This Sunday, 11 December 2005, could be regarded as just another of Chile’s routine polling days since the return to democracy in 1990. Well into the hot, southern-hemisphere summer and with bars and restaurants closed, the occasion will be used to hold a family gathering or make a day trip to the seaside, perhaps after voting early in the morning. Formally, voting is compulsory, but in reality it isn’t, since no sanctions are enforced on non-voters. Chileans, however, follow tradition and tend to turn out at the polls in large numbers.
If one tradition will be upheld on Sunday, this time there is a reason for Chilean voters to break with another – the male domination of Chilean politics. The leading candidate, who seems certain at least to go through to the second-round polls on 15 January, is the socialist candidate (and defence minister, 2002-04), Michelle Bachelet. Bachelet, 54, is a medical doctor who as a young student was imprisoned and tortured after General Augusto Pinochet’s military coup of 1973; she is also divorced and a single mother, until recently an important minus in a conservative, Catholic society.
Also in openDemocracy on Latin American politics in 2005:
“Mexican democracy in peril” (April 2005)
“America’s protean left: José Miguel Insulza and the OAS” (July 2005)
Hilary Wainwright, “No end: the crisis of Brazil’s Workers’ Party” (September 2005)
Isabel Hilton, “Álvaro Uribe’s gift: Colombia’s mafia goes legit” (October 2005)
Celia Szusterman, “Argentina: the state we’re in” (October 2005)
Ivan Briscoe, “The Summit of the Americas’ free-trade farewell” (November 2005)
Arthur Ituassu, “One hour with George W Bush” (November 2005)
Sergio Ramirez, “Nicaragua’s hijacked democracy” (November 2005 )
Arthur Ituassu, “Farewell José, farewell 2005” (December 2005)
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Bachelet stands as candidate for Concertación , the centre-left coalition of Christian democrats, social democrats and socialists that has ruled Chile since Pinochet left power in 1990. Her main rivals are two candidates representing the right-wing parties forming the Alianza coalition: Joaquín Lavín and Sebastián Piñera.
Lavín, 52, is an economist and candidate of Unión Demócrata Independiente (Independent Democratic Union / UDI), a right-wing party created as Pinochet’s dictatorship was ending in order to represent the interests of the general’s most hardline supporters. Lavín himself, an economist, is close to the conservative Catholic sect Opus Dei.
Piñera, 56, is a multimillionaire businessman represents the Renovación Nacional (National Renewal / RN), a party also born under the wing of the military regime, but now seeking to capture the centre-right vote. Its more moderate position is characterised by analysts as the “civilised right”.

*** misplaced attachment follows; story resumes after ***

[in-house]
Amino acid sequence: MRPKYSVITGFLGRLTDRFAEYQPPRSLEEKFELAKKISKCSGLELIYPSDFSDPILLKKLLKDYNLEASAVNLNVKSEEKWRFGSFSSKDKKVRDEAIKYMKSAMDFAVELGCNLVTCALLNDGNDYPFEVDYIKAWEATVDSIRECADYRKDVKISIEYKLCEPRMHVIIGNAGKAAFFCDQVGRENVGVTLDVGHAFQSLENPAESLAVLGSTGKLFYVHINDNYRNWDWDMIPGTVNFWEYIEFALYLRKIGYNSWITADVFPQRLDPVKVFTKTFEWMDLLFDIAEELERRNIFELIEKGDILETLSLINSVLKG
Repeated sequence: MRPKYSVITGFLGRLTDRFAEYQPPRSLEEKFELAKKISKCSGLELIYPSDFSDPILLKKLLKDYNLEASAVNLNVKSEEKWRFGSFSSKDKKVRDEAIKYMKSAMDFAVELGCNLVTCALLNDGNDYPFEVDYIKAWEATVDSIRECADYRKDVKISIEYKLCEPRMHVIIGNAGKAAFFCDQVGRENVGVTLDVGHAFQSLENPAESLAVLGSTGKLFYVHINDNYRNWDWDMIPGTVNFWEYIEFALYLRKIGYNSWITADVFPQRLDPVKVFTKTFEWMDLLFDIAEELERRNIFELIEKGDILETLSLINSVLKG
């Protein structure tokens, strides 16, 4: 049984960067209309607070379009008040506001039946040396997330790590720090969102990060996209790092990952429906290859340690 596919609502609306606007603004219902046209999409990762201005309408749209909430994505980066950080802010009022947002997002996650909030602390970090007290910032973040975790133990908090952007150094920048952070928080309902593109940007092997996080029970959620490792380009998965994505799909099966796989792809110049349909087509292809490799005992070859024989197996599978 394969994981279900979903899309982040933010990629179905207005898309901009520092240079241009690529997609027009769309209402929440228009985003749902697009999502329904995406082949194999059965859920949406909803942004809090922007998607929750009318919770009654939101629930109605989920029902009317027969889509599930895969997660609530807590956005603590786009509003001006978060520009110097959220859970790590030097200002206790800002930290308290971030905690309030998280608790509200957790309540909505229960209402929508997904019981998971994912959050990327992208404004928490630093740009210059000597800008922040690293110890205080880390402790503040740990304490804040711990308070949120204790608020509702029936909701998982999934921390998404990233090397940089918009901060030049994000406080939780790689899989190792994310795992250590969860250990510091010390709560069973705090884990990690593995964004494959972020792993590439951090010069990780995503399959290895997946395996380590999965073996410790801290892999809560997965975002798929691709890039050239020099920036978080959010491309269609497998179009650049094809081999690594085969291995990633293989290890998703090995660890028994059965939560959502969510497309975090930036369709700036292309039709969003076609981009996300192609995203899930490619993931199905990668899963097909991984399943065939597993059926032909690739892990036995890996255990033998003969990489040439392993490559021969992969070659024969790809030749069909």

The two Alianza candidates aim to prevent Bachelet from getting the 50% of the votes that would allow her to win the presidency outright, forcing her to go into a second round against one of them. They claim to be using this first round as a primary to decide which of them has more support and a better chance against Bachelet. In reality, their Alianza is an uneasy one, and the campaign has being marked as much by their squabbles as by their bitter attacks on their socialist opponent.
A fourth candidate is Tomás Hirsch, 48, an engineer who heads a coalition of the extra-parliamentarian left, mainly communists and greens. Hirsch stood for the presidency in the 1999 campaign won by Ricardo Lagos, establishing his eccentric reputation by using his free election TV airtime to demonstrate how to make an omelette.
All the opinion polls – including those from think-tanks aligned with the right – place Bachelet well ahead, though probably short of the 50% she requires to win outright in the first round. The prestigious research centre CERC gives her just over 48%, with Lavín on 22%, Piñera 21% and Hirsch at almost 8%. In a potential second round on 15 January Bachelet would have little difficulty in defeating the conservative Lavín, but may have more of an uphill task if the other candidate is Piñera, who would try and capture the soft Christian-democratic vote. Yet at this stage, and barring a major political upset, there is little doubt that Bachelet will become Chile’s first female president.
Who is Michelle Bachelet?
Michelle Bachelet’s father was an air-force general who supported the elected president, Salvador Allende, who died in Pinochet’s military coup on 11 September 1973. He paid for his observance of the constitution by being tortured to death by his fellow officers. At that time, Michelle Bachelet was a third-year medical student and a member of the Socialist Party. Together with her mother, she was also arrested and tortured. After three weeks, they were released and allowed to travel abroad, ending up in Berlin where she continued her medical studies.
Bachelet returned to Chile in 1979 and graduated as a medical doctor, specialising in paediatrics. She was refused a job in the public-health system in 1982 because of “political considerations”, which led her to work with NGOs, helping the children of victims of military repression.